India's Sasken Goes Finnish
Botnia provides R&D and testing services to wireless handset vendors, a focus that Sasken says will complement its portfolio that includes wireless embedded software, hardware and mechanical design services, and OSS software support. Sasken offers product development and testing services for network OEMs (original equipment manufacturers), semiconductor vendors, and mobile device OEMs.
But its proximity to Northern Europe's heavy hitters in the handset and infrastructure equipment space -- the likes of Nokia Corp. (NYSE: NOK) and Ericsson AB (Nasdaq: ERIC) -- made Botnia a prime target, according to Sasken's chief operating officer, Prabhas Kumar.
Kumar says the offshore model for outsourcing services is evolving into a preference for companies with a global presence, local knowledge, and locations physically close to the customer -- known, unfortunately, as "near-shoring." With so many outsourcing providers competing for business, "the true differentiator is going to be not just cost, but proximity to customers," he says.
The deal with Botnia adds operations in Finland, Denmark, and Germany to Sasken's offices in India, China, Sweden, Germany, the U.K., Japan, Mexico, and the U.S. Sasken will open a development center for hardware and mechanical design in Finland.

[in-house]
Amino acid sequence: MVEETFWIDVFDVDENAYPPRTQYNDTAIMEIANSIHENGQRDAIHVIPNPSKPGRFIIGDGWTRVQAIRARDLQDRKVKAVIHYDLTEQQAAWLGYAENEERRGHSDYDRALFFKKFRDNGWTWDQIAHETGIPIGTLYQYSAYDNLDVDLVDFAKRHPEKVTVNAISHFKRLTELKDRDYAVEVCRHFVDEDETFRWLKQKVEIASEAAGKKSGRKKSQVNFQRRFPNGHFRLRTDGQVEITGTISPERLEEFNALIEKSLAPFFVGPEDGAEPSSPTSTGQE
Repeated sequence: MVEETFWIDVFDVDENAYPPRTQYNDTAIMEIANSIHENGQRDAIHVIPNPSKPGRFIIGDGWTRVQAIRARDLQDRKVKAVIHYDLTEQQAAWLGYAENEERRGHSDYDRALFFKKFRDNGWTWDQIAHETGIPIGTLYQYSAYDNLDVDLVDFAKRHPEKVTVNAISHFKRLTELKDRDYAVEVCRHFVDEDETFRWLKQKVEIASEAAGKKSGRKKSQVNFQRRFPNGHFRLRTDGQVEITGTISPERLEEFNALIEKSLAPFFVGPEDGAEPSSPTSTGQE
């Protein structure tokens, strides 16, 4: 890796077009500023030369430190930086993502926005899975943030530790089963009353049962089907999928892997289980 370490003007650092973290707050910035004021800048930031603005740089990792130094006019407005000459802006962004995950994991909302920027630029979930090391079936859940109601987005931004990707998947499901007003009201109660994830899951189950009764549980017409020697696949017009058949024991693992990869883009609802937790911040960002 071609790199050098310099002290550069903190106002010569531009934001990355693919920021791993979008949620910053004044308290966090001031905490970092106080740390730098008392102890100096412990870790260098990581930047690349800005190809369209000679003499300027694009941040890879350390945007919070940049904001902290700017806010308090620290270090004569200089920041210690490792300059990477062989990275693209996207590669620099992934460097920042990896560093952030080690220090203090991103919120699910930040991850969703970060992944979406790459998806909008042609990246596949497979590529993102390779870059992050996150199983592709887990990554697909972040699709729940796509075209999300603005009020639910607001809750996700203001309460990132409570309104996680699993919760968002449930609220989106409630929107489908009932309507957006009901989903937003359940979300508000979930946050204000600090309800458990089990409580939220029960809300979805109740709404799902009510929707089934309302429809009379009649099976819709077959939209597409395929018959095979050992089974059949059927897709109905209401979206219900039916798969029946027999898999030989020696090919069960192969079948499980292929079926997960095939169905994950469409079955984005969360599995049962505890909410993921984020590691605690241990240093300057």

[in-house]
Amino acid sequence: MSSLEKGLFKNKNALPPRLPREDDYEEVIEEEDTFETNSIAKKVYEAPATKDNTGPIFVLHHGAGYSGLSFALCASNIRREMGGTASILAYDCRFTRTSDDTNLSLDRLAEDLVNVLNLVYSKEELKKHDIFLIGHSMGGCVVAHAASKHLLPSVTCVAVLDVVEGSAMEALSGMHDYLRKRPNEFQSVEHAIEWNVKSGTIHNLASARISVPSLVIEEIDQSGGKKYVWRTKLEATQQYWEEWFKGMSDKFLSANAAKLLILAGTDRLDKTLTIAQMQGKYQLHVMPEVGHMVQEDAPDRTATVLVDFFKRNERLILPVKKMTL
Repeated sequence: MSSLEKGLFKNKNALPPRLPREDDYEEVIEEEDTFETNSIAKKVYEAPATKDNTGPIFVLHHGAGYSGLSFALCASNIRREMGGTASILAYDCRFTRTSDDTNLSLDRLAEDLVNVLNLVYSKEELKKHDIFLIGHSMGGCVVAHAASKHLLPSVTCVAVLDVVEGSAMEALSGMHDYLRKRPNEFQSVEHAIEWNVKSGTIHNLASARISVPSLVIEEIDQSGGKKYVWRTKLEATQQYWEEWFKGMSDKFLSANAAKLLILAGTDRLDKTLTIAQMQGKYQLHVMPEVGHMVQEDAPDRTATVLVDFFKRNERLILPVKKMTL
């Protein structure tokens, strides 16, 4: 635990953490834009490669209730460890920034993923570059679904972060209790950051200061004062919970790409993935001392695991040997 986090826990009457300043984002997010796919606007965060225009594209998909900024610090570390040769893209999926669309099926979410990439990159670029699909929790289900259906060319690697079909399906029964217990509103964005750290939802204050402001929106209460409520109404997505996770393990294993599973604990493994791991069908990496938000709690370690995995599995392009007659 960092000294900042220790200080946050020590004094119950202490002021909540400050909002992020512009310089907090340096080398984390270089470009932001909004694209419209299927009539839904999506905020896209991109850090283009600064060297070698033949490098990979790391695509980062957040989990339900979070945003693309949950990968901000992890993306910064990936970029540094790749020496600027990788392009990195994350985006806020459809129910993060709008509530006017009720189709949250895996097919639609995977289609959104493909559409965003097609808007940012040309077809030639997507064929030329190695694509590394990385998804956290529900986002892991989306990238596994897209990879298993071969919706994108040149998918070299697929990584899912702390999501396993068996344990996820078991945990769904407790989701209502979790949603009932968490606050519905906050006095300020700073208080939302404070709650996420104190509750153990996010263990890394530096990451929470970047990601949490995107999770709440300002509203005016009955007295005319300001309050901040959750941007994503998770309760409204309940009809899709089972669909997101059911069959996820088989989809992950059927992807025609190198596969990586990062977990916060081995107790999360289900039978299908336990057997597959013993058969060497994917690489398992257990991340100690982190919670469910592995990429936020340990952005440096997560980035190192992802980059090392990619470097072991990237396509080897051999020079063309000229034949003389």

So while Sasken is "always scanning the landscape" for acquisition targets, the near-shoring element is one of its three criteria for a potential purchase -- the other two being a complementary portfolio and the opportunity to deepen its relationship with Tier 1 customers.
"A particular acquisition could fill one or three of those," says Kumar, noting that Botnia ticks off all three, as it has a strong relationship with “a particular Tier 1 customer” from which Sasken is keen to increase its revenues.
Sasken has been growing organically -- for its fiscal first quarter ended June 30, it reported a 35 percent year-on-year growth in revenues and an 81 percent growth in net profit -- but Kumar says the company wants to "add to the momentum," through acquisitions. (See Sasken Reports Q1.)
In April, it acquired Integrated SoftTech Solutions (iSoftTech), a software and R&D services company based in Chennai, India, for $1.45 million.
— Nicole Willing, Reporter, Light Reading